12 Rich Table
Evan and Sarah Rich’s Hayes Valley favorite is a challenging reservation, thanks to wildly inventive, consistently delicious food and a smart wine selection and cocktail program. Don’t miss the sardine chips, porcini doughnuts with raclette fondue, seasonal salads, and pastas.
13 House of Prime Rib
This 30-year-old Nob Hill classic is a total trip back in time to when plating with tweezers was not yet a thing. The restaurant’s apropos name says it all — it serves one thing and one thing only, and it does that roast beef very, very well. The only choices to make are: meat temperature, cut thickness, mashed or loaded baked potatoes, and martini or manhattan. Each plate comes with a salad prepared tableside, creamed spinach, Yorkshire pudding and potatoes— and of course a hulking piece of beef cut from roving meat carts. Take visiting friends and family, celebrate big life occasions or just satisfy cravings for steak here.
After 20 years, chef Traci Des Jardins Hayes Valley restaurant continues to operate on all cylinders. It’s an elegant setting with elegant dishes like Alaskan halibut with sweet corn, chanterelles, and crème fraîche. And, Des Jardins recently added the Impossible Burger, a plant-based burger that mimics the real thing, to the bar menu. Stop in for a cocktail, caviar, and one of SF’s few white tablecloth dining experiences.
15 Zuni Café
Besides “the” chicken, Zuni’s burger, Caesar salad and bloody Mary have all been called the best in the city. Sitting on the edge of Hayes Valley, it’s the utility belt of restaurants: good for brunch, for late-night dining, for oysters and a cocktail at the bar, or for a lovely sit-down meal with a date. And don’t forget the chicken.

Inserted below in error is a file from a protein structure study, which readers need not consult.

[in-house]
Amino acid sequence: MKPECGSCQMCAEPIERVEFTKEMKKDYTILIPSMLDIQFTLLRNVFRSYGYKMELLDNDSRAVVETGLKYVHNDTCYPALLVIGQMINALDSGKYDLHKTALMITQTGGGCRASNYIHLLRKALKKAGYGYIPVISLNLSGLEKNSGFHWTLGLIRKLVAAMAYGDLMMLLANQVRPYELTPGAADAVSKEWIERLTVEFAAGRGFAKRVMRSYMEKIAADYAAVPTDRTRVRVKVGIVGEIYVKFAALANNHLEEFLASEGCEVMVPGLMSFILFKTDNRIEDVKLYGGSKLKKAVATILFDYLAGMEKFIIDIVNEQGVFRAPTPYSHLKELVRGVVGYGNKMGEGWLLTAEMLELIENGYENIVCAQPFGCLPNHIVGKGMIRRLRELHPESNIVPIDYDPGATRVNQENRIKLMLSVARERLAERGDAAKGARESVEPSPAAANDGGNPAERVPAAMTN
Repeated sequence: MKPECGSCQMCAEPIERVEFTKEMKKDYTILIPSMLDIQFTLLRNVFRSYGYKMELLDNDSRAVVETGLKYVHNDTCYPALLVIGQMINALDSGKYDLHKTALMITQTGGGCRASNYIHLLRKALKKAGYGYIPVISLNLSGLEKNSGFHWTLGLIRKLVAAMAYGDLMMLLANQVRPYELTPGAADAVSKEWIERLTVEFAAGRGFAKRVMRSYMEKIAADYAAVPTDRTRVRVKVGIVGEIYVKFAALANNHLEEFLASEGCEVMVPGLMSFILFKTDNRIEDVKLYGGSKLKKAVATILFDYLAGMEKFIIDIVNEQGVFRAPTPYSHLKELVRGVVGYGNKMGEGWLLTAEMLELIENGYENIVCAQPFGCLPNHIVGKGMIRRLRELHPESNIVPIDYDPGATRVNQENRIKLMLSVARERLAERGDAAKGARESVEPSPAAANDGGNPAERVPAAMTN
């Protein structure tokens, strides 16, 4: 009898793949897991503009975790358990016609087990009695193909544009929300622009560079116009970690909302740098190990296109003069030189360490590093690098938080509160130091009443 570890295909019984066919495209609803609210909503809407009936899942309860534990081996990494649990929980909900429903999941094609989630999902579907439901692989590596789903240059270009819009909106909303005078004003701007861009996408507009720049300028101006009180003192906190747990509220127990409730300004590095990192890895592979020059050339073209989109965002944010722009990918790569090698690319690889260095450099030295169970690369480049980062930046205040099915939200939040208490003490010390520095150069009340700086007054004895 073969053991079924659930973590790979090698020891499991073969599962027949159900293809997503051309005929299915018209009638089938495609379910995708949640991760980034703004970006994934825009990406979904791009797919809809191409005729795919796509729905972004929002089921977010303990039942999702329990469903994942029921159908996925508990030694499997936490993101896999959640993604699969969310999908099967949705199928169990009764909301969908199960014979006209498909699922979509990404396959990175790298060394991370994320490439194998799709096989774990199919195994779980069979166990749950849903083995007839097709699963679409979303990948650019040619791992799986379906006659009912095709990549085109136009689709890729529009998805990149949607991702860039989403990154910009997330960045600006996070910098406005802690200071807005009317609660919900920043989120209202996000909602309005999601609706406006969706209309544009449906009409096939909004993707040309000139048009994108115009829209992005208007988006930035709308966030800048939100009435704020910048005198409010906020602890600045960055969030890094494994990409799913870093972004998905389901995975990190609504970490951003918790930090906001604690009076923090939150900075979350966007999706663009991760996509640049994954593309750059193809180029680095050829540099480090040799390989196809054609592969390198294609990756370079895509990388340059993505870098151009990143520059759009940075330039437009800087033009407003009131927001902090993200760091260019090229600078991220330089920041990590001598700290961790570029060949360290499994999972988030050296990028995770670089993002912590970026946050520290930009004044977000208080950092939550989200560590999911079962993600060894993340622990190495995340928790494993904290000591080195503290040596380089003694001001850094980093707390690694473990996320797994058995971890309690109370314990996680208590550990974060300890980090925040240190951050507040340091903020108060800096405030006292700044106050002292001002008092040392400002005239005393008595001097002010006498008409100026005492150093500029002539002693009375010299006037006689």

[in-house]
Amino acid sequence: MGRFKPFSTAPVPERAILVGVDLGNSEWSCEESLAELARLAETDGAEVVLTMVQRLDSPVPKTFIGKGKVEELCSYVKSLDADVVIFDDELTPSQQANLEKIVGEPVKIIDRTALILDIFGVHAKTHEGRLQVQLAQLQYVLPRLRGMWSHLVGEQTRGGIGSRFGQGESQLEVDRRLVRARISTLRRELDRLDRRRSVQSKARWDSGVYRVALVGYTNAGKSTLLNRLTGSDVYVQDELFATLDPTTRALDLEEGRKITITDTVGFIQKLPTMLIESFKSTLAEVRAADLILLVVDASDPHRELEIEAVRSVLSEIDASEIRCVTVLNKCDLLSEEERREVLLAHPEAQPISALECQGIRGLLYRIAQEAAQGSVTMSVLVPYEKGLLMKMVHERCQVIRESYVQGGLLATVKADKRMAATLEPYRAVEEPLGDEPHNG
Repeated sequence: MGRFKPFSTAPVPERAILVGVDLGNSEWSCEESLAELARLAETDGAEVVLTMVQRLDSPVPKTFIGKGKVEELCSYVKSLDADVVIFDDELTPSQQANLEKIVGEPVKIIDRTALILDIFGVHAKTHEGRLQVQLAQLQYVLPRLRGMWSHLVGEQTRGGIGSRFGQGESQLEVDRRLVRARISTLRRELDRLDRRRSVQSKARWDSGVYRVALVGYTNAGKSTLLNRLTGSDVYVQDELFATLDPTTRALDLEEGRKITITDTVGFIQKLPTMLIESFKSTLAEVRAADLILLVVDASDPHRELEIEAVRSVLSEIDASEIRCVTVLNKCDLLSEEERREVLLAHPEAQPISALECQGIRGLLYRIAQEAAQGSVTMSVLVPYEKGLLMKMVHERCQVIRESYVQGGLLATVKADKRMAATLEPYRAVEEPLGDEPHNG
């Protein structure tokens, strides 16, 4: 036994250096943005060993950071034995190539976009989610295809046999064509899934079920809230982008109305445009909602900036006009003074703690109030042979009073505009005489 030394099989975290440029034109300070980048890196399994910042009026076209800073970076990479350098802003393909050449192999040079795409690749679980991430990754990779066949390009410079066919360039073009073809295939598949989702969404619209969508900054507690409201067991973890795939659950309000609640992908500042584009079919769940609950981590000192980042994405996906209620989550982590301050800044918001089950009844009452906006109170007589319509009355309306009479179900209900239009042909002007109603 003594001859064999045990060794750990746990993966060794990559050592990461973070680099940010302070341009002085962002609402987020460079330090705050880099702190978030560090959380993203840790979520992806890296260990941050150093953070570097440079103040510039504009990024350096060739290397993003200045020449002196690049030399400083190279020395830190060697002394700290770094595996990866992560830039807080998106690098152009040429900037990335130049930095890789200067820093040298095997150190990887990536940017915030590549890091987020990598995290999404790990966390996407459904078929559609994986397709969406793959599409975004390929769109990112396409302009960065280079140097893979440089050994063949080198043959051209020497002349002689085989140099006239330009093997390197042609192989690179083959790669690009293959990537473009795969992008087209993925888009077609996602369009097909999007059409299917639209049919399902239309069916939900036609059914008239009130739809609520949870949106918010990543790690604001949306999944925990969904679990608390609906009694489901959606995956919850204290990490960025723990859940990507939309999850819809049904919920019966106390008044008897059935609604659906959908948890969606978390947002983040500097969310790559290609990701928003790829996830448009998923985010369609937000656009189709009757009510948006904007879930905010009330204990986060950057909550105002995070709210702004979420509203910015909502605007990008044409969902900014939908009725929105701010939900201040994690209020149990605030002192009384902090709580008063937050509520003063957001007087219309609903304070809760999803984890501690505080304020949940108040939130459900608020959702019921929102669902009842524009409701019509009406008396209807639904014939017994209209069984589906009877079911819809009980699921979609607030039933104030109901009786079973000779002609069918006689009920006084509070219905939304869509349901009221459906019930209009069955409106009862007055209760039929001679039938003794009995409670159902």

16 Swan Oyster Depot
Open only for lunch, Polk Street’s 100-year-old gem still churns out the best crab, oysters and sourdough in town. Anthony Bourdain unfortunately clued the tourist crowd into this one a while back, so get there early to snag one of the handful of seats (and a prime view of the quirky, old-school staff), or be prepared for a long wait.
This Mission hotspot is always packed, with good reason. The menu is rife with antipasti, pizzas, pastas, risottos, and rotating daily specials like cioppino and short ribs. Diners can grab one of the excellent cocktails at the bar, and plot a dining strategy while they wait for a table. It’s open late night (food til 1 a.m.), and for weekend brunch.
With Cala, chef Gabriela Cámara brought an airy, transportative experience to Hayes Valley, creating a restaurant both separate but evocative of her Mexico City restaurant Contramar. The menu is seafood-focused, flavorful, and simply executed; dishes like tuna tostadas, and the signature charred sweet potato with bone marrow and smoky chiles stand out. It’s perennially busy at dinner, while Tacos Cala (the connected taco shop that opens onto the alley behidn the restaurant) is Cámara’s answer to lunch.
19 Lazy Bear
For a truly unique experience, head to chef David Barzelay’s ticketed Lazy Bear in the Mission. The convivial nature of the event and the simultaneous service evoke a dinner party, but comparisons to your friend’s house stop there. An evening at the restaurant kicks off with a cocktail hour of passed appetizers in the mezzanine before you head to the loft-like, yet cozy dining room with communal seating at two long, live-edge oak slab tables. Chefs deliver the modern American dishes like grilled lamb with spring herbs to the table themselves and invite guests into the kitchen to peer over their shoulder while they work.
20 Foreign Cinema
While the beloved brunch, flickering hearth and nightly movies continue, Gayle Pirie and John Clark are keeping things fresh at their Mission standby, with North African and Mediterranean menu leanings and a deepened wine program. It’s one of the city’s most romantic restaurants, with staggering decor and engaging food, including the ever-popular Madras curry-sesame fried chicken with chickpea hummus, Moroccan carrots, and radicchio salad, and ice-cold raw oysters.
21 La Taqueria